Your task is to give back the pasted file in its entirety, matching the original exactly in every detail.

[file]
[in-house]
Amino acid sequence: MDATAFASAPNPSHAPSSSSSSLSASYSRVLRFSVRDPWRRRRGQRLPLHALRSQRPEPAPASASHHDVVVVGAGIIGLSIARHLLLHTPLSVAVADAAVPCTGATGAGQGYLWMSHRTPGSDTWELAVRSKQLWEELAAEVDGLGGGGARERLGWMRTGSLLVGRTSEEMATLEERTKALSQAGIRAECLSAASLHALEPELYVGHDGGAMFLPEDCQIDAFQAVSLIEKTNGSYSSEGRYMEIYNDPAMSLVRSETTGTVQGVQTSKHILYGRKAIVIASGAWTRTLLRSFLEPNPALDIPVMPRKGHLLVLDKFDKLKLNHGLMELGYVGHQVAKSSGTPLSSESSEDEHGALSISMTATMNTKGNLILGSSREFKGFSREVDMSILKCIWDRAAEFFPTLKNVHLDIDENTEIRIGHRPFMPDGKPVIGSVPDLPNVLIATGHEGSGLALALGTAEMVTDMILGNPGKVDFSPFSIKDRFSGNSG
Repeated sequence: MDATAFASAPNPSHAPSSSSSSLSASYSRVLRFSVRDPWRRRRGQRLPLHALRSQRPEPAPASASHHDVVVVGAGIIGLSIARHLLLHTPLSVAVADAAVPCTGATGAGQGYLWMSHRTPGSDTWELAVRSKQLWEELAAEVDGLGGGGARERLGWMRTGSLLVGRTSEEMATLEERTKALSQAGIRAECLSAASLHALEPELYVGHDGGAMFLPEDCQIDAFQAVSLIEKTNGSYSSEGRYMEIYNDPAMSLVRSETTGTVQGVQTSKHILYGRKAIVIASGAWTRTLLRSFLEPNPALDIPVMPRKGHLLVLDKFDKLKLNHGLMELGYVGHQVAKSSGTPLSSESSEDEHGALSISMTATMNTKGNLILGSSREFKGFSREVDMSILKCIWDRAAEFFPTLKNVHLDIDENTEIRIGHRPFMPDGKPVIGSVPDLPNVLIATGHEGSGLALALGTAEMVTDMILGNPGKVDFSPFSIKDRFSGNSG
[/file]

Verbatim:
[in-house]
Amino acid sequence: MDATAFASAPNPSHAPSSSSSSLSASYSRVLRFSVRDPWRRRRGQRLPLHALRSQRPEPAPASASHHDVVVVGAGIIGLSIARHLLLHTPLSVAVADAAVPCTGATGAGQGYLWMSHRTPGSDTWELAVRSKQLWEELAAEVDGLGGGGARERLGWMRTGSLLVGRTSEEMATLEERTKALSQAGIRAECLSAASLHALEPELYVGHDGGAMFLPEDCQIDAFQAVSLIEKTNGSYSSEGRYMEIYNDPAMSLVRSETTGTVQGVQTSKHILYGRKAIVIASGAWTRTLLRSFLEPNPALDIPVMPRKGHLLVLDKFDKLKLNHGLMELGYVGHQVAKSSGTPLSSESSEDEHGALSISMTATMNTKGNLILGSSREFKGFSREVDMSILKCIWDRAAEFFPTLKNVHLDIDENTEIRIGHRPFMPDGKPVIGSVPDLPNVLIATGHEGSGLALALGTAEMVTDMILGNPGKVDFSPFSIKDRFSGNSG
Repeated sequence: MDATAFASAPNPSHAPSSSSSSLSASYSRVLRFSVRDPWRRRRGQRLPLHALRSQRPEPAPASASHHDVVVVGAGIIGLSIARHLLLHTPLSVAVADAAVPCTGATGAGQGYLWMSHRTPGSDTWELAVRSKQLWEELAAEVDGLGGGGARERLGWMRTGSLLVGRTSEEMATLEERTKALSQAGIRAECLSAASLHALEPELYVGHDGGAMFLPEDCQIDAFQAVSLIEKTNGSYSSEGRYMEIYNDPAMSLVRSETTGTVQGVQTSKHILYGRKAIVIASGAWTRTLLRSFLEPNPALDIPVMPRKGHLLVLDKFDKLKLNHGLMELGYVGHQVAKSSGTPLSSESSEDEHGALSISMTATMNTKGNLILGSSREFKGFSREVDMSILKCIWDRAAEFFPTLKNVHLDIDENTEIRIGHRPFMPDGKPVIGSVPDLPNVLIATGHEGSGLALALGTAEMVTDMILGNPGKVDFSPFSIKDRFSGNSG